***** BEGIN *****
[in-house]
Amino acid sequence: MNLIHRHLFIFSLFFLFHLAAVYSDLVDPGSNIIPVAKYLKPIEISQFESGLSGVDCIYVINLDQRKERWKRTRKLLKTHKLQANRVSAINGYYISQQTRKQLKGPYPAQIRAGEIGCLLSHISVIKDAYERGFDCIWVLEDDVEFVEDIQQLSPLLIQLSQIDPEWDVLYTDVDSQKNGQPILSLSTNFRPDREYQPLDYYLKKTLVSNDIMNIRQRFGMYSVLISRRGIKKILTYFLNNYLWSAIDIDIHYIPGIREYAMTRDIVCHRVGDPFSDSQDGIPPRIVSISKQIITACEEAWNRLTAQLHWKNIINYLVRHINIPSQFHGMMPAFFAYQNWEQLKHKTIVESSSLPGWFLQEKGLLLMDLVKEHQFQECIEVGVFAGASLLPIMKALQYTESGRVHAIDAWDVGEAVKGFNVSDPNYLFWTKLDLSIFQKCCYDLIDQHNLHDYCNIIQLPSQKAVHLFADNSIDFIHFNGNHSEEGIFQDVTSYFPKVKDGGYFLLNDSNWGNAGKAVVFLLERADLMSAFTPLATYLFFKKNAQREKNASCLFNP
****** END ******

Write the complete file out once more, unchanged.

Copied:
[in-house]
Amino acid sequence: MNLIHRHLFIFSLFFLFHLAAVYSDLVDPGSNIIPVAKYLKPIEISQFESGLSGVDCIYVINLDQRKERWKRTRKLLKTHKLQANRVSAINGYYISQQTRKQLKGPYPAQIRAGEIGCLLSHISVIKDAYERGFDCIWVLEDDVEFVEDIQQLSPLLIQLSQIDPEWDVLYTDVDSQKNGQPILSLSTNFRPDREYQPLDYYLKKTLVSNDIMNIRQRFGMYSVLISRRGIKKILTYFLNNYLWSAIDIDIHYIPGIREYAMTRDIVCHRVGDPFSDSQDGIPPRIVSISKQIITACEEAWNRLTAQLHWKNIINYLVRHINIPSQFHGMMPAFFAYQNWEQLKHKTIVESSSLPGWFLQEKGLLLMDLVKEHQFQECIEVGVFAGASLLPIMKALQYTESGRVHAIDAWDVGEAVKGFNVSDPNYLFWTKLDLSIFQKCCYDLIDQHNLHDYCNIIQLPSQKAVHLFADNSIDFIHFNGNHSEEGIFQDVTSYFPKVKDGGYFLLNDSNWGNAGKAVVFLLERADLMSAFTPLATYLFFKKNAQREKNASCLFNP